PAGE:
another. The two companies do not become jointly liable to
their respective separate creditors and neither becomes
liable for the debts of the other. The general effect of
amalgamation as provided in Halsbury’s Laws of England (3rd
Edition) Vol. 22, P. 432 has been referred to in this
connection and it has been submitted that by the
amalgamation there has been no subletting as the 1st
appellant company has co-interest in transferee company, the
2nd appellant company herein. The case of Devarajulu Naidu
v. Ethirajavalli Thyaramma, [1949] 2 M.L.R. p. 423 has been
referred to in this connection. In that case the original
tenancy was in favour of three persons who were partners in
the firm and after dissolution of the partnership firm one
of the partner was allowed to wind up the affairs of the
partnership and thereafter he was allowed to use the demised
premises for his sole business. The question arose whether
in such case the landlord was entitled to eviction of that
partner from the tenanted premises on the ground that there
was subletting. It was held in the facts of that case that
the original tenancy being in favour of three persons who
were partners in the firm and act on the part of the two
partners after dissolution of the firm to allow one of the
parterns to use the premises for his sole business could not
amount to a transfer or subletting of the premises to the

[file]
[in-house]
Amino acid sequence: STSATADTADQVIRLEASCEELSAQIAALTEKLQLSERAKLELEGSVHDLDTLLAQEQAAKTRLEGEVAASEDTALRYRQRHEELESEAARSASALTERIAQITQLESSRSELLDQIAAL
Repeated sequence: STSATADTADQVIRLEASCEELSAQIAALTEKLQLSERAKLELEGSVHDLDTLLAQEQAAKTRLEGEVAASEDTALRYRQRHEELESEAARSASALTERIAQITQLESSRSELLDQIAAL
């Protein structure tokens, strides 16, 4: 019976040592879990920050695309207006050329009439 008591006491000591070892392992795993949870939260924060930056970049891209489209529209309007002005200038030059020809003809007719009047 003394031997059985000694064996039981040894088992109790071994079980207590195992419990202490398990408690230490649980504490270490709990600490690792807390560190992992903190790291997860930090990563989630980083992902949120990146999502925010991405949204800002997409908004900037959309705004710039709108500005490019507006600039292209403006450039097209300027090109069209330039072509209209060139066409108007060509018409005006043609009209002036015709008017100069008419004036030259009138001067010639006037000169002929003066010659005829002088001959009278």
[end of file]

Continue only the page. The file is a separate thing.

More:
petitioner. It has been observed as follows :
“This act on the part of the two partners other
than the petitioner cannot amount to a transfer or
sub-letting of the premises to the petitioner. It
is true that the Courts in England have taken up
an extreme view that even when one of two partners
618
after the dissolution of the partnership assigns
to the other partner the interest of the
partnership in premises which had been taken on
lease by the partnership, it would amount to a
breach of the covenant prohibiting an assignment
of the lease without the consent of the lessor.
But this Court was not inclined to apply this
doctrine to Indian conditions. In Koragalva v.
Jakri Beary, (1926, 52 M.L.J. 8) Devadoss, J. held
that the transfer by a co-lessee in favour of
another lessee of his right in the lease would not
be a breach of a covenant against the assignment
without the consent of the landlord.”
This decision has got no application to the instant
case inasmuch as in that case the only question involved was
whether the transfer by co-lessee in favour of another
lessee of his rights would be a breach of covenant against
assignment without the consent of the landlord.
We have already stated hereinbefore that the 1st
appellant company, the tenant, has transferred their
interest in the tenanted premises to the appellant No. 2
company on the basis of the order made by the High Court of
Bombay in Company Petition No. 4 of 1968 sanctioning the
scheme submitted to it by the transferor company. We have
also held that this is not an involuntary transfer by
operation of law, but a transfer of the interest of the
tenant company on the basis of their application made before
the said High Court in the said Company Petition.
Furthermore, we have also held that the Andhra Pradesh
Buildings (Lease, Rent and Eviction) Control Act, 1960 which
is a special Act provides specific grounds for termination
of a tenancy and eviction of the tenant in S. 10(ii)(a) i.e.
on the ground of subletting and/or transferring the interest
of the tenant either in whole or any part of the tenanted
premises to another person. Thus the Act prohibits in
specific terms both subletting as well as the transfer or
assignment of the interest of the tenant. Moreover clause 4
of the rent agreement executed by the 1st appellant
expressly prohibits subletting of the tenanted premises
without the express consent of the landlord. The transferor
company in this case has undoubtedly been dissolved and the
company has ceased to exist for all practical purpose in the